Brian was a writer as well as a university lecturer, and his writing mirrored his character – moving, witty, articulate and insightful – all skills which were verbally mirrored perfectly in his tour de force after dinner speeches. We would often swap pieces we had written and his comments would be kind, positive, accurate and inevitably helpful. On and off the cricket field he was not a man to flatter, but his praise carried the weight of intelligence and integrity.
But I suppose my main reason for writing this tribute comes from my appreciation of his kindness – and in particular one such incident that brought me great joy.
Like most of our generation, we were romantic about the game of cricket, its traditions and its lore. I had often talked with him about the game’s origins at Broadhalfpenny Down at Hambledon in Hampshire – Brian’s home turf as it were. Having relations in the area I had actually visited the ground once and been awed by its untamed position on the edge of the downs, the Bat and Ball pub still overlooking the field. “Imagine playing there in the steps of all those early pioneers!” we used to muse through the years.
Well, with his local connections, Brian eventually organised a tour of Hampshire and the south west for Holy Cross, and though I could not make the entire week, he made sure I would play at Hambledon.
It was a surreal experience – to step out on to the rough turf where the game I loved had been played for centuries. In the dressing room before the game, Brian and I caught each other’s eye. “Oh God,” he said, “I’ve never been this nervous before a game in my life.” I was feeling exactly the same and it was a lovely moment to be treasured. We both knew!
The Bat and Ball X1 captain seemed rather nonplussed to be playing this motley crew of cricketers – the first Scottish team to play at Broadhalfpenny, and with a name like Holy Cross Academicals!We were desperate not to let our country down and, despite an acute awareness of the occasion, gave a decent account of ourselves.
With two balls left in our innings we lost a wicket. I was next in – I was going to bat at Broadhalfpenny Down!
As I headed from the pavilion, the home captain exploded: “Oh for God’s sake, there’s only one ball left, what’s the point!”
Brian as skipper stood up and shouted: “Oh let him have his bat!”. In other circumstances it may have sounded patronising, in Brian’s case it was kindness. He knew!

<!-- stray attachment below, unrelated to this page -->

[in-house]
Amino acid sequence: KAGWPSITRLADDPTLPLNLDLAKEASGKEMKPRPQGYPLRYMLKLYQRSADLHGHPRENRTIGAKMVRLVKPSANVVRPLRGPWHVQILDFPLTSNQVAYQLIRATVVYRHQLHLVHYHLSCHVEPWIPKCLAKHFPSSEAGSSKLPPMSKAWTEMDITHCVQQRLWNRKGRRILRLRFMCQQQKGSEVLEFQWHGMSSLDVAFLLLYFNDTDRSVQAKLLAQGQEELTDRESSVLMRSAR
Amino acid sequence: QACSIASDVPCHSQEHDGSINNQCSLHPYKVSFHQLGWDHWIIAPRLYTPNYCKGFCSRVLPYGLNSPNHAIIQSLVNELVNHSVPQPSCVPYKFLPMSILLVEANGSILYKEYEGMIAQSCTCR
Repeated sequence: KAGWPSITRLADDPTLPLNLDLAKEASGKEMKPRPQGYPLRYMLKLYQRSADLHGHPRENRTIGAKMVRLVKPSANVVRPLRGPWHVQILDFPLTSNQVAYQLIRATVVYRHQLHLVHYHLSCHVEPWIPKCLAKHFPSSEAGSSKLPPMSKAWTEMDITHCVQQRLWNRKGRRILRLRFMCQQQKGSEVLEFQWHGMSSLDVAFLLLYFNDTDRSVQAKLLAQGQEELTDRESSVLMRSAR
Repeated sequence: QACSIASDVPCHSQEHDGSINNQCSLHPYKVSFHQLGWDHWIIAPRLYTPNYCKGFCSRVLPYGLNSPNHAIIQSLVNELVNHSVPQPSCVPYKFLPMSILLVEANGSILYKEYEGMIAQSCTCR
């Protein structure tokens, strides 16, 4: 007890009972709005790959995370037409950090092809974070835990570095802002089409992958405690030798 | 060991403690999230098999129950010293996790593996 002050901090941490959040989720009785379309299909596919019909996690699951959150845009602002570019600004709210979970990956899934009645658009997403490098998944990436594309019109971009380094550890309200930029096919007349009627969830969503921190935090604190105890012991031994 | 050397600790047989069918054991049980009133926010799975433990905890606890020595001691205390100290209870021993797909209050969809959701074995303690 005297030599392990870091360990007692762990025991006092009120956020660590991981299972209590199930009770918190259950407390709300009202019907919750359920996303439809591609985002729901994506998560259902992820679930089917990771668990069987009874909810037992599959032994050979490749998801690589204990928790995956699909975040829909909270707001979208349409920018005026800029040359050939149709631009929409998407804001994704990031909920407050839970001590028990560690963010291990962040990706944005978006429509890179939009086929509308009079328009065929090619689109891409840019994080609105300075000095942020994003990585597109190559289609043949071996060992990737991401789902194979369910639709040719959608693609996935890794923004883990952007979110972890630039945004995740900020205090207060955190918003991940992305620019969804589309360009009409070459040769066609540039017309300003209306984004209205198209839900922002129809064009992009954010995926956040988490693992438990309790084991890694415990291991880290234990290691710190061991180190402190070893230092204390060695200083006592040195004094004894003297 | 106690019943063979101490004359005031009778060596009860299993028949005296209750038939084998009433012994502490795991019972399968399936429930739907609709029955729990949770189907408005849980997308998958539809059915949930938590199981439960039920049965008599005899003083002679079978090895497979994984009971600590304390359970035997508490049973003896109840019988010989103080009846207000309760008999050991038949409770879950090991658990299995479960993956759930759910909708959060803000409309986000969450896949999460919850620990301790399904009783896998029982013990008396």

Having survived my only ball at Hambledon, I was absolutely delighted to capture the opposition captain’s wicket with my best ever caught and bowled during the home side’s innings. I dedicated that to Brian!
In another quintessential Palmer move, he called on his great friend, Chris Kerr, to bowl an over or so of his leg breaks. Having a shoulder injury, Chris would have to bowl underarm – bringing much excitement to the local stratistician who opined that it was the first time underarm bowling had been seen at Hambledon in almost two hundred years – another magical moment.
Others will have many more tales of Brian from the wider elements of his highly accomplished life – but that kindess, tolerance and understanding has always resonated for me in the limited areas in which our lives overlapped.
At Broadhalfpenny, the clouds gathered and evening rain swept in across the downs, ensuring an honour satisfying drawn game. Leaving the field, I paused to take in the moment – a life highlight made possible by Brian’s kindness.
Far below as the Hampshire Downs swept away from us, in the gathering gloaming, there were the lights of many tractors as they hurried to try and save the hay before the rain ruined their chances.
It was positively Hardy-esque, a goosebumps moment.
And it occurs to me, if that novel about Brian had ever been written, Thomas Hardy would have been the man to do it, featuring this unique man rooted in a solid landscape to which he remained honest and true – his father’s son, his own man, but a friend to so many.
I am so glad I knew this most decent of blokes – and, with affection, I will miss his wisdom, wit, and kindness.